A Book Of Heroes (1986)

Directed by: Chu Yen-Ping
Written by: Sit Hing-Kwok
Producer: Raymond Wong
Starring: Pauline Lan, Woo Gwa, David Tao, Elsa Yeung, Yasuaki Kurata, Yukari Oshima, Eugene Thomas & Fong Ching

After a decade that up to this point included comedy hits and lovingly derivative Dirty Dozen-style action adventures, Chu Yen-Ping joined up with Hong Kong's Cinema City for this comedy that also shares the spotlight with the creative and very hard notion of putting the actors and stunt team to work. Meaningless nonsense in the best possible way, Chu Yen-Ping (Golden Queen's Commando, Island Of Fire) unleashes cops, conmen, children, Japanese gangsters, Yukari Oshima and game stuntmen on each other in the hunt for a treasure map with gold at the end of the rainbow. Decidedly different in feel compared to a broad Hong Kong product (this is a Taiwanese production with the director's cartoony stamp on the proceedings), Chu Yen-Ping may not bring the belly laughs but he keeps annoyance far away from A Book Of Heroes. So, decidedly funny in bursts but more so when the terrific action kicks in.

In a way Chu's work comes off as quite random as he uses a manic pace to transfer himself in and out of scenes, contrasting and random elements and to be able to craft an entertaining thread out of that takes skill. But Chu feels very comfortable indulging himself. Whipping us quickly around from an opening shootout with bloody squibs, into Pauline Lan's drinking games and subsequent fight scene to Woo Gwa's cop (with a 100% failure rate) ending up in an actual bike race while pursuing criminals, he ends up winning and is put on the podium with price in hand. Opening carousel Chu Yen-Ping style. Throwing much at the screen hoping it sticks it sure sounds like (and it's a recipe for failure in the making usually) but Chu, while not making original comedy, balances his two filmmaking aspects well against each other.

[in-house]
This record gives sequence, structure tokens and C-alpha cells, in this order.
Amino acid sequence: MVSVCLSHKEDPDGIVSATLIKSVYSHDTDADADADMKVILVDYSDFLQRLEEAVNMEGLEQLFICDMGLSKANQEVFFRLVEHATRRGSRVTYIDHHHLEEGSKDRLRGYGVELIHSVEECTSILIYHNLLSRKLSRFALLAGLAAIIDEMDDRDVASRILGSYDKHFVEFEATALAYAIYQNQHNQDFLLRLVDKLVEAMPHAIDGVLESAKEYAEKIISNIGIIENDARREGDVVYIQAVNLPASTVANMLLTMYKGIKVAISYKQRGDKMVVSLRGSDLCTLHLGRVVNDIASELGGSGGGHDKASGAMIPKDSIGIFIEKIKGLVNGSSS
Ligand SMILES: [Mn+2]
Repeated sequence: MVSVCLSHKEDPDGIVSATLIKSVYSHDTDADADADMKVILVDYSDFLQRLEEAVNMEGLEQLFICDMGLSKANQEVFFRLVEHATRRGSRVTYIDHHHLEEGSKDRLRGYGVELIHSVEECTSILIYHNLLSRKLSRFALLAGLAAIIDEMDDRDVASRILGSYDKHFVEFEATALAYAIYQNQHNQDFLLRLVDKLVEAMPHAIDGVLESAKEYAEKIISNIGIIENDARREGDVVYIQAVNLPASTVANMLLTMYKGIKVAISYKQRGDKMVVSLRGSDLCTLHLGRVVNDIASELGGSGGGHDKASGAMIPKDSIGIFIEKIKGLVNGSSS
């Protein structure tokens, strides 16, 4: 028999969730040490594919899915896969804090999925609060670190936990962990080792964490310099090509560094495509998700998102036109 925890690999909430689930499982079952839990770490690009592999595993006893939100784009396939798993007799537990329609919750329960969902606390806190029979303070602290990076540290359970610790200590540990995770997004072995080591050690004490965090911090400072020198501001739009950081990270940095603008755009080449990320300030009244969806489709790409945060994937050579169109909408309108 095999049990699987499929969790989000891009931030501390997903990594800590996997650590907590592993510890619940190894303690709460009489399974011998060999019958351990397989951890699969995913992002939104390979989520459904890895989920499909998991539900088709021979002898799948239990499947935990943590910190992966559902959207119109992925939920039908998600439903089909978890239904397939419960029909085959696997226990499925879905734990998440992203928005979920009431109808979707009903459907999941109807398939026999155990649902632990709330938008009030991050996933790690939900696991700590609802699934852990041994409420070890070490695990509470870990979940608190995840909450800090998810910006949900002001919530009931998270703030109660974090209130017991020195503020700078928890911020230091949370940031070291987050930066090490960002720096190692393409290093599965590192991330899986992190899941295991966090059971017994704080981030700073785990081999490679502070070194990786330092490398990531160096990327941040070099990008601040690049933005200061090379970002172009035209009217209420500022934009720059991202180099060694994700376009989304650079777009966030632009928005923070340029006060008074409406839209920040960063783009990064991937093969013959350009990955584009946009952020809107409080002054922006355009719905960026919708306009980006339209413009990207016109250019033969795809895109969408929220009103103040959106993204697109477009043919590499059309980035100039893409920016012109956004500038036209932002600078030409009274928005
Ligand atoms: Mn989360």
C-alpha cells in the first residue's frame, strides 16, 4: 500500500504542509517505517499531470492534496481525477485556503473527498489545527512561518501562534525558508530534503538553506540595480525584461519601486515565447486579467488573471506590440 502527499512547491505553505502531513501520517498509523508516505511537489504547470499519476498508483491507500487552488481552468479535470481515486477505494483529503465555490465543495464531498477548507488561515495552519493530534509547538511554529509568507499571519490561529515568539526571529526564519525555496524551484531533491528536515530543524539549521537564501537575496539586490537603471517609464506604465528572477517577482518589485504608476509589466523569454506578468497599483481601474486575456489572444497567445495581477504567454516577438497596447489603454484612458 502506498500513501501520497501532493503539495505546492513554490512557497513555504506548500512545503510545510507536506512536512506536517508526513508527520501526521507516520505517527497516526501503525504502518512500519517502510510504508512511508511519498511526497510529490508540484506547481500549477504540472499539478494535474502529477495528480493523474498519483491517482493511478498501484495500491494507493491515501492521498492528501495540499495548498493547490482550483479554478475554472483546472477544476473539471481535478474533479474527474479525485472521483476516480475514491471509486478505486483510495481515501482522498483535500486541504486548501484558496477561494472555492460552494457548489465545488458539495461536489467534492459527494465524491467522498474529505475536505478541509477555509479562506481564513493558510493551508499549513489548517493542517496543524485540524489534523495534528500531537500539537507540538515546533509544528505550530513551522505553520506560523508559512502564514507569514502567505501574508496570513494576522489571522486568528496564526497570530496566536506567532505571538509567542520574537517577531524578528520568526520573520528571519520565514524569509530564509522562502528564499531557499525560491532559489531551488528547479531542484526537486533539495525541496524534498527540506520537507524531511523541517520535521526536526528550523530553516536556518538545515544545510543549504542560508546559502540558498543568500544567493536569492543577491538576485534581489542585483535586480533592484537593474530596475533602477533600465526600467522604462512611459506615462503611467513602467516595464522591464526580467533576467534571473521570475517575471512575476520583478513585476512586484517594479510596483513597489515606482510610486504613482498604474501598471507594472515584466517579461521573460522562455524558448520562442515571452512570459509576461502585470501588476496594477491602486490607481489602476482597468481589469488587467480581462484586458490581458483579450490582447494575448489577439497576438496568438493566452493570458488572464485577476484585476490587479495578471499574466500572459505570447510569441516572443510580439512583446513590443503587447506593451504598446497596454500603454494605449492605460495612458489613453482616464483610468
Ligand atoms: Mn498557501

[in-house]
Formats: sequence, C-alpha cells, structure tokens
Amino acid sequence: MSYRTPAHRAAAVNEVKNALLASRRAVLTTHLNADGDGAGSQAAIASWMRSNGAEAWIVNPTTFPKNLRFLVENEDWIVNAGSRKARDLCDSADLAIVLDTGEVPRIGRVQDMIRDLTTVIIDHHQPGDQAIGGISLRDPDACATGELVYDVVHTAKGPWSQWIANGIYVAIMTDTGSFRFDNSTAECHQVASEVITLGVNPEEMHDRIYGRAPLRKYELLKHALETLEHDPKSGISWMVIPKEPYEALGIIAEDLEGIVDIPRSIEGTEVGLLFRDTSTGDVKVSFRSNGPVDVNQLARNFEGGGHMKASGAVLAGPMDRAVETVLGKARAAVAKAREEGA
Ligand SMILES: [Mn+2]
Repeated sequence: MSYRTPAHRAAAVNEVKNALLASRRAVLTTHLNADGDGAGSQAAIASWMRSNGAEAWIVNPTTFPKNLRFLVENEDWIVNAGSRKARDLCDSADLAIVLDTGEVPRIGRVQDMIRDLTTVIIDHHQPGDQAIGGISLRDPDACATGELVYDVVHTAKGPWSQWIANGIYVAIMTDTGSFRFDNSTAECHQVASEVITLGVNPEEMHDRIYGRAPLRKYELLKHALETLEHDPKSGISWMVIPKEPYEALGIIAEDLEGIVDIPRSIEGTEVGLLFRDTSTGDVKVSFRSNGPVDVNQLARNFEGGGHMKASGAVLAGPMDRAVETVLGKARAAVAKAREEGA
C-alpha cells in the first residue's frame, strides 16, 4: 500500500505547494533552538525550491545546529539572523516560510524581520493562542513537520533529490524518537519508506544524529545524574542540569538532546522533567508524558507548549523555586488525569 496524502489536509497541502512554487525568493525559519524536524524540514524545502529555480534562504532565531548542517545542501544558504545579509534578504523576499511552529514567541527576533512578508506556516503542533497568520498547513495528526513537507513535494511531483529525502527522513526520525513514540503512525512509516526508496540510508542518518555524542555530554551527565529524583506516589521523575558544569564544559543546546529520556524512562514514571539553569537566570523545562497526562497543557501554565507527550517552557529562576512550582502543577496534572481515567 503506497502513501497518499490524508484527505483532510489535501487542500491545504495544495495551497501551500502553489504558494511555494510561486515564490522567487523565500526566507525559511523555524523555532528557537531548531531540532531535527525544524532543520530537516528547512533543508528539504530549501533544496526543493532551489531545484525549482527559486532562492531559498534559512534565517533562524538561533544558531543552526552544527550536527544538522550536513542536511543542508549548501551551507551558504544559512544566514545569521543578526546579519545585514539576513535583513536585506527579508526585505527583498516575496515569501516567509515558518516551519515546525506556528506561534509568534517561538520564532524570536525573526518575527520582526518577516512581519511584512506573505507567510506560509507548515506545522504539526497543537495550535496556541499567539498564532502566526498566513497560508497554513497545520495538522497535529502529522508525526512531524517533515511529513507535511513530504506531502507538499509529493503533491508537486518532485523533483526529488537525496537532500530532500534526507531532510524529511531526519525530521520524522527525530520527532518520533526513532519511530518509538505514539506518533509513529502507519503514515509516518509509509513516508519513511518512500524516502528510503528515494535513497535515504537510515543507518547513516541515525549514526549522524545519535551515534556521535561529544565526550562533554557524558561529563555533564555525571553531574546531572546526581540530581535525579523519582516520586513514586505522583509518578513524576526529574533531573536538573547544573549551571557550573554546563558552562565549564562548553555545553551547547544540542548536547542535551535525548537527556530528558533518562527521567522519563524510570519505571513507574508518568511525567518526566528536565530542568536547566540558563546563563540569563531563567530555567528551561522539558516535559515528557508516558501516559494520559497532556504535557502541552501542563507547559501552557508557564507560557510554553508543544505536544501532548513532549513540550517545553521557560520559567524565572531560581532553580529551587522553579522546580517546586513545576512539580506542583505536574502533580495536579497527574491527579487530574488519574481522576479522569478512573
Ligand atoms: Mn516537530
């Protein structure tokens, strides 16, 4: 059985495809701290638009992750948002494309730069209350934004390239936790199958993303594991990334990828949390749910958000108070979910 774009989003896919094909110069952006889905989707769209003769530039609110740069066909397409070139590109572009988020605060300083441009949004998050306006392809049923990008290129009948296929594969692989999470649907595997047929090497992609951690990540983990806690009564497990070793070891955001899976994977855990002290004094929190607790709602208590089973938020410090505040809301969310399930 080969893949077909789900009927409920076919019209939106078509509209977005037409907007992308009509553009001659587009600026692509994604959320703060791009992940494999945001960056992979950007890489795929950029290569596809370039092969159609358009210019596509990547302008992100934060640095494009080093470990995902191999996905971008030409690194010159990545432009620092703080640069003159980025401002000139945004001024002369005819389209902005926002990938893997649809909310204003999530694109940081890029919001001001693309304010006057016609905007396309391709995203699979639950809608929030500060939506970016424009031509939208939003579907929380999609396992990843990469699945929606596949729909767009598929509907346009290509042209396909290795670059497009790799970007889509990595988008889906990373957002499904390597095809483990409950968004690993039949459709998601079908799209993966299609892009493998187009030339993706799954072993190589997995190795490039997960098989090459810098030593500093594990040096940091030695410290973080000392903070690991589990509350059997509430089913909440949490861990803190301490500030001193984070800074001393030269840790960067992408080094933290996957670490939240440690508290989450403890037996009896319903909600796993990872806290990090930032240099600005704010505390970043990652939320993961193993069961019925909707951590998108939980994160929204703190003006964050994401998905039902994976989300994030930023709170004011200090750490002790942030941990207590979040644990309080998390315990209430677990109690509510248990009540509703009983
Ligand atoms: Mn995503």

Because the banter between any pairing, including in David Tao's and Elsa Yeung's scenes, is not laugh out loud funny and relies more on the volume and pace to the back and forth. But this largely works despite because Chu isn't letting the performers cycle through this too many times in scenes and even if it looks like it's on the verge of it, action director Lam Man-Cheung's work explodes onto the screen and we realize all elements get on well with each other.

With an array of stuntmen taking falls, going through walls (mostly on a Project A replica set) and ready for intricate exchanges, adding a slapstick element within the expertly choreographed fights pays off. Involving the actors (even the non-fighting ones) to a hugely admirable degree with only select and spot on doubling, it's Yukari Oshima in her debut year as an action performer that brings the jaw dropping as Yasuaki Kurata's henchwoman (despite being doubled at select points). It's a massive mystery that the comedy isn't grating but with a tone mixed with rather extensive choreography that will take several viewings to fully appreciate, it's somehow a sound, packed product from a director who sometimes seemed to love movies so much that all of them (and their music) were rammed into one 90 minute chunk. When the attitude pays off, it pays off beautifully.

reviewed by Kenneth Brorsson